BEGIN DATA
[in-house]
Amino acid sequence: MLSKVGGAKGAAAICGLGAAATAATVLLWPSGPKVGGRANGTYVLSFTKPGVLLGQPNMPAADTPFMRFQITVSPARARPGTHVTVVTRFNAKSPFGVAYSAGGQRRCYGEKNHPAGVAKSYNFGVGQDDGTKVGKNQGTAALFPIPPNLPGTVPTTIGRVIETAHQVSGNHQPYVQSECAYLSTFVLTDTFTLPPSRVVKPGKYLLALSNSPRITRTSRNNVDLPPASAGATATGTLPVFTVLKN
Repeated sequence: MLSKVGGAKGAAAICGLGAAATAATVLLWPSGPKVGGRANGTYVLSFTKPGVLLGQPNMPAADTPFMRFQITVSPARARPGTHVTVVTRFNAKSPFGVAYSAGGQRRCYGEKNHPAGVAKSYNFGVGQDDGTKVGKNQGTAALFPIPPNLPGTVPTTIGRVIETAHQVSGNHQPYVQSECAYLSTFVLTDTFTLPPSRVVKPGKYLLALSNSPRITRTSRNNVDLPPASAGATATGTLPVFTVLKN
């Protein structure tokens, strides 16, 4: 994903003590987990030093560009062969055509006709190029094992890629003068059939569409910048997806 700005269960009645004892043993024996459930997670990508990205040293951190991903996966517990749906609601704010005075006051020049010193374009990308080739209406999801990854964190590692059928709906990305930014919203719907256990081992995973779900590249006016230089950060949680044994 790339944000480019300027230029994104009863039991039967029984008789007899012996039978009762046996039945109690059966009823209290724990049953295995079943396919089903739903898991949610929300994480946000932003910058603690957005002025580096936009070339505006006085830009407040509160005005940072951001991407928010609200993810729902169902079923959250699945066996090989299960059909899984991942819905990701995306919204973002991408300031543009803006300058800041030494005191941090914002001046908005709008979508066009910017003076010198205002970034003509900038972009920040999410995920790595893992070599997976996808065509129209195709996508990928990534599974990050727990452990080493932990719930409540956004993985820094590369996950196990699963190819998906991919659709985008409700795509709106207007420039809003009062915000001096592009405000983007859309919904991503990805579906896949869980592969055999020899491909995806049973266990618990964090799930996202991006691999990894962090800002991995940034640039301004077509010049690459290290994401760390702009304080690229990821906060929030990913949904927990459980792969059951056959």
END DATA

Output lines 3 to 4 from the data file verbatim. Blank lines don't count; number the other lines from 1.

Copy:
Repeated sequence: MLSKVGGAKGAAAICGLGAAATAATVLLWPSGPKVGGRANGTYVLSFTKPGVLLGQPNMPAADTPFMRFQITVSPARARPGTHVTVVTRFNAKSPFGVAYSAGGQRRCYGEKNHPAGVAKSYNFGVGQDDGTKVGKNQGTAALFPIPPNLPGTVPTTIGRVIETAHQVSGNHQPYVQSECAYLSTFVLTDTFTLPPSRVVKPGKYLLALSNSPRITRTSRNNVDLPPASAGATATGTLPVFTVLKN
């Protein structure tokens, strides 16, 4: 994903003590987990030093560009062969055509006709190029094992890629003068059939569409910048997806 700005269960009645004892043993024996459930997670990508990205040293951190991903996966517990749906609601704010005075006051020049010193374009990308080739209406999801990854964190590692059928709906990305930014919203719907256990081992995973779900590249006016230089950060949680044994 790339944000480019300027230029994104009863039991039967029984008789007899012996039978009762046996039945109690059966009823209290724990049953295995079943396919089903739903898991949610929300994480946000932003910058603690957005002025580096936009070339505006006085830009407040509160005005940072951001991407928010609200993810729902169902079923959250699945066996090989299960059909899984991942819905990701995306919204973002991408300031543009803006300058800041030494005191941090914002001046908005709008979508066009910017003076010198205002970034003509900038972009920040999410995920790595893992070599997976996808065509129209195709996508990928990534599974990050727990452990080493932990719930409540956004993985820094590369996950196990699963190819998906991919659709985008409700795509709106207007420039809003009062915000001096592009405000983007859309919904991503990805579906896949869980592969055999020899491909995806049973266990618990964090799930996202991006691999990894962090800002991995940034640039301004077509010049690459290290994401760390702009304080690229990821906060929030990913949904927990459980792969059951056959």